SAN JUAN, Puerto Rico (AP) — A federal judge on Monday ruled that it is unconstitutional to deny Puerto Ricans living in the U.S. territory access to three federal welfare programs in a major decision cheered by many.
However, the judge also granted a two-month administrative stay of the injunction at the federal government’s request, which means the decision for now will apply only to the nine plaintiffs in the case.
Legal experts warned that they expect the U.S. government to appeal the ruling, and if unsuccessful, to take it as far as the U.S. Supreme Court given the millions of dollars at stake.
“It’s a precedent, it’s a significant change, without a doubt. Whether it will be historic depends on its prevalence,” Edgardo Román, president of the Bar Association of Puerto Rico, told The Associated Press.
A U.S. Justice Department spokesperson declined to comment on the decision.
In a 70-page ruling, Judge William G. Young called it a discriminatory policy to deny Puerto Ricans Supplemental Security Income, which provides extra income for the elderly, blind, or disabled; Supplemental Nutrition Assistance Program, formerly known as food stamps; and Medicare Part D Low-Income Subsidy, which helps cover the cost of a prescription drug plan.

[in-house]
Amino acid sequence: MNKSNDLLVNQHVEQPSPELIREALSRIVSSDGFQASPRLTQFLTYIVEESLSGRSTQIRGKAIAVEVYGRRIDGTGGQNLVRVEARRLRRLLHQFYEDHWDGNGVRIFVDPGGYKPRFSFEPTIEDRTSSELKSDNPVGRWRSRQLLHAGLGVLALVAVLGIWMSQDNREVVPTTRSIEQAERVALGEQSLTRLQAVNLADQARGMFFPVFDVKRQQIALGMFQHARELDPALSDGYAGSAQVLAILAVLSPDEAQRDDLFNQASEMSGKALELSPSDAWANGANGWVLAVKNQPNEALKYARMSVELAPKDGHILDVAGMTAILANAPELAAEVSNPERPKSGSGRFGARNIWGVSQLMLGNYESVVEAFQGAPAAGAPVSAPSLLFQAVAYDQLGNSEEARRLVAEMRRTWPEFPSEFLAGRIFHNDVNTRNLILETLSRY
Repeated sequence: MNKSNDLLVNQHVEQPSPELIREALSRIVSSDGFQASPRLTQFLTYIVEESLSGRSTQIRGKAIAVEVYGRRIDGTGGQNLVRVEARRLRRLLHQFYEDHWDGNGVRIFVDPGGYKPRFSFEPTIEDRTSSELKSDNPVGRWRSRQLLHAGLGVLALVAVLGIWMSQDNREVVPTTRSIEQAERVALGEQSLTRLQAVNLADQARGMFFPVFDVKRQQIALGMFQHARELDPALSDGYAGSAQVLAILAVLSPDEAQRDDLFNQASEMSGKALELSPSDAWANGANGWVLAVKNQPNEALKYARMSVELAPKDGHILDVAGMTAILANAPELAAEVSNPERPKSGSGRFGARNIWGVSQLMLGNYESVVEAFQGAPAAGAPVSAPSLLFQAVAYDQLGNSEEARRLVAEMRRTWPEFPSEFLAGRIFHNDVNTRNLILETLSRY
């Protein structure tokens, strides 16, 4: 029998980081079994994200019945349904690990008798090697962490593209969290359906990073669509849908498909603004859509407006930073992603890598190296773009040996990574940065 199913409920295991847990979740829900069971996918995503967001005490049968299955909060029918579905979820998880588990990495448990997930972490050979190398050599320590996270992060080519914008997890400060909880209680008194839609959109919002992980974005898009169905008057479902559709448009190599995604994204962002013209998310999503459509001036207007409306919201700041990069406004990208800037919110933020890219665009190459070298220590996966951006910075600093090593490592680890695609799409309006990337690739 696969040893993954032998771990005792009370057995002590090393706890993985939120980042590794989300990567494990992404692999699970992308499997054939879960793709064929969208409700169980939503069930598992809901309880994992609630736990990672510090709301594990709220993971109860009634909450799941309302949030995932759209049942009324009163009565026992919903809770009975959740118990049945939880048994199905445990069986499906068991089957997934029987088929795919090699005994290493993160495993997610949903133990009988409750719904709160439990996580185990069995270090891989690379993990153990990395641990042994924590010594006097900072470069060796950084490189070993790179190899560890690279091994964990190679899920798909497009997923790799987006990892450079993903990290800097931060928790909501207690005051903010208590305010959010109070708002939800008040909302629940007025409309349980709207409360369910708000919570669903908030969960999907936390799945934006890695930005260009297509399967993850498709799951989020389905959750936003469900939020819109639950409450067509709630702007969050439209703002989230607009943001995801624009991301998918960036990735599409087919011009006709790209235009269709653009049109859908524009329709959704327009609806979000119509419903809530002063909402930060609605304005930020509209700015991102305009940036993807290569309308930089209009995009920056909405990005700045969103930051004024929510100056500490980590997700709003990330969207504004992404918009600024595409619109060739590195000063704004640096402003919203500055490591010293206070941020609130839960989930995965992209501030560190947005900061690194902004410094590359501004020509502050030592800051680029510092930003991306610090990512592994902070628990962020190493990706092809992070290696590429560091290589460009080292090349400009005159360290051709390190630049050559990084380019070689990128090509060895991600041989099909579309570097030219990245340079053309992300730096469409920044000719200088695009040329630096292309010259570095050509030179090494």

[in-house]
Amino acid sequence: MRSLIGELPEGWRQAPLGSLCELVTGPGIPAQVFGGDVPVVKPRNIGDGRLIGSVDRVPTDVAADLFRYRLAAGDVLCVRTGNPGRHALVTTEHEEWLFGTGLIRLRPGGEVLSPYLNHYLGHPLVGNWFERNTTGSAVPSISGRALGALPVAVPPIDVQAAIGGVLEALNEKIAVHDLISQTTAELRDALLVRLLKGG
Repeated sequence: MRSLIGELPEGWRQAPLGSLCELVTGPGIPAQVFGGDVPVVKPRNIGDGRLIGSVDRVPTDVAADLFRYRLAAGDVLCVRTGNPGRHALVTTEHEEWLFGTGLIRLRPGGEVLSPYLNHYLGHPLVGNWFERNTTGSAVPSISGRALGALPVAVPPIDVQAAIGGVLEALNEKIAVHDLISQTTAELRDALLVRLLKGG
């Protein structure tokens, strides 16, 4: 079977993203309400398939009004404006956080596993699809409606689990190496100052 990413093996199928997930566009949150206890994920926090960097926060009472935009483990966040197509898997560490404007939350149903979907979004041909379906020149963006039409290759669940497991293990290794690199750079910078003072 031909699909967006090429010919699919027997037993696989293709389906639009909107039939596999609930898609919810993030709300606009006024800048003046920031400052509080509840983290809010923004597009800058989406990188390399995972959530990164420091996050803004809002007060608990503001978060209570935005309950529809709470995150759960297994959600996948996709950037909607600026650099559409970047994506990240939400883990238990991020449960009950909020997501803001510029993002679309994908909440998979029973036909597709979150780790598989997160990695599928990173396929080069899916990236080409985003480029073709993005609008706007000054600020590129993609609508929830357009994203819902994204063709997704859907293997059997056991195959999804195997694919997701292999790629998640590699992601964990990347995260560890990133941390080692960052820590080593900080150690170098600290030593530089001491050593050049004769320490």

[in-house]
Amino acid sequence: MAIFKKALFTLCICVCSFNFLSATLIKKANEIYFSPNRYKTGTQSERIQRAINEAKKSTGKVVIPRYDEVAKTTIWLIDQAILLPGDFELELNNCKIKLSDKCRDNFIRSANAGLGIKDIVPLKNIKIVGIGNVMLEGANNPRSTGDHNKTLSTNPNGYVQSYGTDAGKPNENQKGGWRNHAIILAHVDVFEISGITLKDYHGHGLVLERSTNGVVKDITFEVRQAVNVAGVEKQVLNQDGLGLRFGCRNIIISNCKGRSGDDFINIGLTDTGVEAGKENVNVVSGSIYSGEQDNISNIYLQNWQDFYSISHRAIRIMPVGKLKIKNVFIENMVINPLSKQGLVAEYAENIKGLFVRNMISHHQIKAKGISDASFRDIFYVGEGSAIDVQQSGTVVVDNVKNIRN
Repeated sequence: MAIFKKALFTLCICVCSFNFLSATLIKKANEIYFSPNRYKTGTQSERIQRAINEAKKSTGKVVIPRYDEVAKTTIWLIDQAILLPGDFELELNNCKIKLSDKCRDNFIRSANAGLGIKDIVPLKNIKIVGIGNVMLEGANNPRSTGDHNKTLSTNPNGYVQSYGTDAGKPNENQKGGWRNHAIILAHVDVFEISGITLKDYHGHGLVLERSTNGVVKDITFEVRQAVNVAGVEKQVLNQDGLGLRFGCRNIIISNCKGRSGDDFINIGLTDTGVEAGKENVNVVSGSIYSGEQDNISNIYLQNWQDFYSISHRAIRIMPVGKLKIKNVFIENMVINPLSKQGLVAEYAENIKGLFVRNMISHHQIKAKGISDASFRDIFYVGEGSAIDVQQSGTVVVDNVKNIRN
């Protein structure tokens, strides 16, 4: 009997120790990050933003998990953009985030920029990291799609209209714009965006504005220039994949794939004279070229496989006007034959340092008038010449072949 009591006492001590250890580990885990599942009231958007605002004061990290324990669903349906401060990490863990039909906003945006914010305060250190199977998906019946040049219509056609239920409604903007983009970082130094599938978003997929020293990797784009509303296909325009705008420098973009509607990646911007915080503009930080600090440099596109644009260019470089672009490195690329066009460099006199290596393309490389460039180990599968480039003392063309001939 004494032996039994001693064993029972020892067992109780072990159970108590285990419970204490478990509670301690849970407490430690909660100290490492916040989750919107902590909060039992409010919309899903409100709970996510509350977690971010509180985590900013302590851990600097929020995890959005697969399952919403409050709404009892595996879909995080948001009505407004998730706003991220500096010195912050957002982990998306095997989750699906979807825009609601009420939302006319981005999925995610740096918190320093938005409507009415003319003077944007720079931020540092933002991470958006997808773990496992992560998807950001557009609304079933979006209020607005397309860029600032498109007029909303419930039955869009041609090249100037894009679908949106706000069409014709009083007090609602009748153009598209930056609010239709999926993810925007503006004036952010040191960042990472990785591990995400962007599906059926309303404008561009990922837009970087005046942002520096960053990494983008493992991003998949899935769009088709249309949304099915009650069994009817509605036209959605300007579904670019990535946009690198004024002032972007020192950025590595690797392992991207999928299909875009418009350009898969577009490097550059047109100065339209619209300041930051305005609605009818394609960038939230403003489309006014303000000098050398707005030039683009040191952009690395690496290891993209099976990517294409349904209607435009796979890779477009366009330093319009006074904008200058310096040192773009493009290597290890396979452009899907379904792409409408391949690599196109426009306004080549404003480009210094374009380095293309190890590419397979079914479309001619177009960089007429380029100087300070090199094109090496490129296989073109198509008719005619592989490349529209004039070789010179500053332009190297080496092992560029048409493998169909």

He noted that the Northern Mariana Islands have access to Social Security benefits for the disabled, and Guam and the U.S. Virgin Islands to SNAP, formerly known as Food Stamps, a program that Puerto Rico used to have until Congress cut it off in 1981.
Meanwhile, he said Congress does fund substitute programs in Puerto Rico, “but they are less generous by far,” offering less coverage and smaller benefits.
He acknowledged that the U.S. government excludes Puerto Rico residents from some programs due to the fact that those living on the island don’t usually have to pay the federal income tax.
However, Young argued that poor people generally do not pay income tax anyway regardless of where they live.